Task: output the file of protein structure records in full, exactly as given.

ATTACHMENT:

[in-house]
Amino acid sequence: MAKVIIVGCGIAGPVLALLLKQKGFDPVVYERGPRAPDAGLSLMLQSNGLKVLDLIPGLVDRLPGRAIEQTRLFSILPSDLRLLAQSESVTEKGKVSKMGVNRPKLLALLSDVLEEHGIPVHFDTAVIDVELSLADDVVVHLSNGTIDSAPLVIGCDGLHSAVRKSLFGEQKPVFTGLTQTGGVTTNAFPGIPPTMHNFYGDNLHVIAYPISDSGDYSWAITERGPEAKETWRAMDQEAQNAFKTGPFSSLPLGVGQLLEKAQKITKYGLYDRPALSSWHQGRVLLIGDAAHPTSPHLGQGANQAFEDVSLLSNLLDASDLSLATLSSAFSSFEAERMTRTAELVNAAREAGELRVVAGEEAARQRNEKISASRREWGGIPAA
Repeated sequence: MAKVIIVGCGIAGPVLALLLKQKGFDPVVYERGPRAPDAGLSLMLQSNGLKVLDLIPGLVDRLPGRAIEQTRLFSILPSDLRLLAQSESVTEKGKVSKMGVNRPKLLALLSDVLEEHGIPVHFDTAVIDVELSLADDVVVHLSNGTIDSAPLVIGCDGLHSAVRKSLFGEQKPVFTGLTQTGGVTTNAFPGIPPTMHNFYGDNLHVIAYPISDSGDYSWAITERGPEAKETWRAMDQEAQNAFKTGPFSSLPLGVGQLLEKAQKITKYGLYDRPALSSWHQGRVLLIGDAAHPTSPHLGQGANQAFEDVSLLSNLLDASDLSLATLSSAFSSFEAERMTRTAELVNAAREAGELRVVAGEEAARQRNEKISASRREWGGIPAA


[in-house]
Amino acid sequence: MAKVIIVGCGIAGPVLALLLKQKGFDPVVYERGPRAPDAGLSLMLQSNGLKVLDLIPGLVDRLPGRAIEQTRLFSILPSDLRLLAQSESVTEKGKVSKMGVNRPKLLALLSDVLEEHGIPVHFDTAVIDVELSLADDVVVHLSNGTIDSAPLVIGCDGLHSAVRKSLFGEQKPVFTGLTQTGGVTTNAFPGIPPTMHNFYGDNLHVIAYPISDSGDYSWAITERGPEAKETWRAMDQEAQNAFKTGPFSSLPLGVGQLLEKAQKITKYGLYDRPALSSWHQGRVLLIGDAAHPTSPHLGQGANQAFEDVSLLSNLLDASDLSLATLSSAFSSFEAERMTRTAELVNAAREAGELRVVAGEEAARQRNEKISASRREWGGIPAA
Repeated sequence: MAKVIIVGCGIAGPVLALLLKQKGFDPVVYERGPRAPDAGLSLMLQSNGLKVLDLIPGLVDRLPGRAIEQTRLFSILPSDLRLLAQSESVTEKGKVSKMGVNRPKLLALLSDVLEEHGIPVHFDTAVIDVELSLADDVVVHLSNGTIDSAPLVIGCDGLHSAVRKSLFGEQKPVFTGLTQTGGVTTNAFPGIPPTMHNFYGDNLHVIAYPISDSGDYSWAITERGPEAKETWRAMDQEAQNAFKTGPFSSLPLGVGQLLEKAQKITKYGLYDRPALSSWHQGRVLLIGDAAHPTSPHLGQGANQAFEDVSLLSNLLDASDLSLATLSSAFSSFEAERMTRTAELVNAAREAGELRVVAGEEAARQRNEKISASRREWGGIPAA